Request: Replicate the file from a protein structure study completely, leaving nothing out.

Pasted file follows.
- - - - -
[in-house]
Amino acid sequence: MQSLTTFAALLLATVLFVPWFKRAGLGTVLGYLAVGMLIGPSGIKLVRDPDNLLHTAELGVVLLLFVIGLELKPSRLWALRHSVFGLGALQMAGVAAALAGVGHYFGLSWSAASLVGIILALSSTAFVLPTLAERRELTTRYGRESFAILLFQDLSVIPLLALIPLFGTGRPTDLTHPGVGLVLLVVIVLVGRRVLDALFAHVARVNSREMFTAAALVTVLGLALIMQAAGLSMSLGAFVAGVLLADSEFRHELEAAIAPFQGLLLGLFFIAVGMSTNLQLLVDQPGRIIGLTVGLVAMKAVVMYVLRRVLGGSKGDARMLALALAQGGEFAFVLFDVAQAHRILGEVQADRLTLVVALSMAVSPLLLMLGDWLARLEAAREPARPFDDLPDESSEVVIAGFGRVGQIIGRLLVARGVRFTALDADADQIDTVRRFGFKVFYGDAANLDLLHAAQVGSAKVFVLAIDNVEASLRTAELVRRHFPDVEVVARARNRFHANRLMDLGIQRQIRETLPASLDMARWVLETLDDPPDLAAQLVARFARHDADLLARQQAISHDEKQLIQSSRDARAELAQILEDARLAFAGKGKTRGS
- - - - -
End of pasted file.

[in-house]
Amino acid sequence: MQSLTTFAALLLATVLFVPWFKRAGLGTVLGYLAVGMLIGPSGIKLVRDPDNLLHTAELGVVLLLFVIGLELKPSRLWALRHSVFGLGALQMAGVAAALAGVGHYFGLSWSAASLVGIILALSSTAFVLPTLAERRELTTRYGRESFAILLFQDLSVIPLLALIPLFGTGRPTDLTHPGVGLVLLVVIVLVGRRVLDALFAHVARVNSREMFTAAALVTVLGLALIMQAAGLSMSLGAFVAGVLLADSEFRHELEAAIAPFQGLLLGLFFIAVGMSTNLQLLVDQPGRIIGLTVGLVAMKAVVMYVLRRVLGGSKGDARMLALALAQGGEFAFVLFDVAQAHRILGEVQADRLTLVVALSMAVSPLLLMLGDWLARLEAAREPARPFDDLPDESSEVVIAGFGRVGQIIGRLLVARGVRFTALDADADQIDTVRRFGFKVFYGDAANLDLLHAAQVGSAKVFVLAIDNVEASLRTAELVRRHFPDVEVVARARNRFHANRLMDLGIQRQIRETLPASLDMARWVLETLDDPPDLAAQLVARFARHDADLLARQQAISHDEKQLIQSSRDARAELAQILEDARLAFAGKGKTRGS